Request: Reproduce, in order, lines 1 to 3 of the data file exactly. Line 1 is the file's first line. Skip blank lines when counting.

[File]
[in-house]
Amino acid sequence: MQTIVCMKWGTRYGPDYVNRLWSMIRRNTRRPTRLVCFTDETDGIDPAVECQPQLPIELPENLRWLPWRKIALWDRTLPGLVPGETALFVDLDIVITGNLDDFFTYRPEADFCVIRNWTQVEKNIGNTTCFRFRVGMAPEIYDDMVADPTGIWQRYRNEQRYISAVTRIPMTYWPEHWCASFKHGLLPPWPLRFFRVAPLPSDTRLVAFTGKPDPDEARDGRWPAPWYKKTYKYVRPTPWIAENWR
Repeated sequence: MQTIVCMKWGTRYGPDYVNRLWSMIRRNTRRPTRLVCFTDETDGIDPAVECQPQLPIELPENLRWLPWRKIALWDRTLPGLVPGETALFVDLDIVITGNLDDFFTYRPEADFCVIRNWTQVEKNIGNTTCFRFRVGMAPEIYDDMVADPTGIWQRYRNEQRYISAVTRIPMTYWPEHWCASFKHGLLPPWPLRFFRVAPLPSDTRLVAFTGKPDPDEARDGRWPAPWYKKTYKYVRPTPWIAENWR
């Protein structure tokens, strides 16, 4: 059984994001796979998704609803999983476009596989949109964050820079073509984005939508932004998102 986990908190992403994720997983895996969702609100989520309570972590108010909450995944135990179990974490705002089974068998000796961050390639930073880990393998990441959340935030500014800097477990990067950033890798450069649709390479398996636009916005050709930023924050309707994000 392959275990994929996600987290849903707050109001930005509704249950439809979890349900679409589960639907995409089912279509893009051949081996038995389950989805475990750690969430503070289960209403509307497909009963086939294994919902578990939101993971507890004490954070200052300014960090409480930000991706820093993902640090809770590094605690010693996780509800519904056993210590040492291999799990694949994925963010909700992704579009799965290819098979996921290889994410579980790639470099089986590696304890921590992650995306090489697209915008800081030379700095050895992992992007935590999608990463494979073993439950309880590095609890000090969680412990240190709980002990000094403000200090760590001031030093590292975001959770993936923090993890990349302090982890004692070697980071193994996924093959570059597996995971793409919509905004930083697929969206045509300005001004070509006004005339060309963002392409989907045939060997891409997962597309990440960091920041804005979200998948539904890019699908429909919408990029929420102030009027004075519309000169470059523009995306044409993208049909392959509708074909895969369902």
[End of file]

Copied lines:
[in-house]
Amino acid sequence: MQTIVCMKWGTRYGPDYVNRLWSMIRRNTRRPTRLVCFTDETDGIDPAVECQPQLPIELPENLRWLPWRKIALWDRTLPGLVPGETALFVDLDIVITGNLDDFFTYRPEADFCVIRNWTQVEKNIGNTTCFRFRVGMAPEIYDDMVADPTGIWQRYRNEQRYISAVTRIPMTYWPEHWCASFKHGLLPPWPLRFFRVAPLPSDTRLVAFTGKPDPDEARDGRWPAPWYKKTYKYVRPTPWIAENWR
Repeated sequence: MQTIVCMKWGTRYGPDYVNRLWSMIRRNTRRPTRLVCFTDETDGIDPAVECQPQLPIELPENLRWLPWRKIALWDRTLPGLVPGETALFVDLDIVITGNLDDFFTYRPEADFCVIRNWTQVEKNIGNTTCFRFRVGMAPEIYDDMVADPTGIWQRYRNEQRYISAVTRIPMTYWPEHWCASFKHGLLPPWPLRFFRVAPLPSDTRLVAFTGKPDPDEARDGRWPAPWYKKTYKYVRPTPWIAENWR